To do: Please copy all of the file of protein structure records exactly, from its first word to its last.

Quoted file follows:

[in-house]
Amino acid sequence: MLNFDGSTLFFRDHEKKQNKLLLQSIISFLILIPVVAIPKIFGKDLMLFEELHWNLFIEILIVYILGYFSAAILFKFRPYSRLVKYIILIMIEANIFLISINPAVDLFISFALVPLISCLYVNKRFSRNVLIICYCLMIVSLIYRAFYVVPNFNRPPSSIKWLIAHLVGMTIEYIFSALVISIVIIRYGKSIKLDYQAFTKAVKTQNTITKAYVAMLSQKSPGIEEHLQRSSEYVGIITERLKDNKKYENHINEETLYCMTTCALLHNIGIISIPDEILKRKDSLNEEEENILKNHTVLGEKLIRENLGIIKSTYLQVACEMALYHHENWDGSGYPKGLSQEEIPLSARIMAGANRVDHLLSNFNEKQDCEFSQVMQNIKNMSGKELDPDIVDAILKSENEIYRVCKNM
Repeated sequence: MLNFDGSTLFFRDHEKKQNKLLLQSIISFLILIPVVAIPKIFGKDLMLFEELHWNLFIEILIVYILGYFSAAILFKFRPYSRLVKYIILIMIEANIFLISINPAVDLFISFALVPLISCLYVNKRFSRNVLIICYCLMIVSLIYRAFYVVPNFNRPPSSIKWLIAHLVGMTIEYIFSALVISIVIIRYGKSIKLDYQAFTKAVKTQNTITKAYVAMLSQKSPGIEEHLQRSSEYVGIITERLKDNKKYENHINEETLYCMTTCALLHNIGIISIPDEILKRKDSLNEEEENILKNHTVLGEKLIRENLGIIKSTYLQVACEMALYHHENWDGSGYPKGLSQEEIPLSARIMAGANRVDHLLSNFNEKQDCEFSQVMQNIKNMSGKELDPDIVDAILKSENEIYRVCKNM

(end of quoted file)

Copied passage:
[in-house]
Amino acid sequence: MLNFDGSTLFFRDHEKKQNKLLLQSIISFLILIPVVAIPKIFGKDLMLFEELHWNLFIEILIVYILGYFSAAILFKFRPYSRLVKYIILIMIEANIFLISINPAVDLFISFALVPLISCLYVNKRFSRNVLIICYCLMIVSLIYRAFYVVPNFNRPPSSIKWLIAHLVGMTIEYIFSALVISIVIIRYGKSIKLDYQAFTKAVKTQNTITKAYVAMLSQKSPGIEEHLQRSSEYVGIITERLKDNKKYENHINEETLYCMTTCALLHNIGIISIPDEILKRKDSLNEEEENILKNHTVLGEKLIRENLGIIKSTYLQVACEMALYHHENWDGSGYPKGLSQEEIPLSARIMAGANRVDHLLSNFNEKQDCEFSQVMQNIKNMSGKELDPDIVDAILKSENEIYRVCKNM
Repeated sequence: MLNFDGSTLFFRDHEKKQNKLLLQSIISFLILIPVVAIPKIFGKDLMLFEELHWNLFIEILIVYILGYFSAAILFKFRPYSRLVKYIILIMIEANIFLISINPAVDLFISFALVPLISCLYVNKRFSRNVLIICYCLMIVSLIYRAFYVVPNFNRPPSSIKWLIAHLVGMTIEYIFSALVISIVIIRYGKSIKLDYQAFTKAVKTQNTITKAYVAMLSQKSPGIEEHLQRSSEYVGIITERLKDNKKYENHINEETLYCMTTCALLHNIGIISIPDEILKRKDSLNEEEENILKNHTVLGEKLIRENLGIIKSTYLQVACEMALYHHENWDGSGYPKGLSQEEIPLSARIMAGANRVDHLLSNFNEKQDCEFSQVMQNIKNMSGKELDPDIVDAILKSENEIYRVCKNM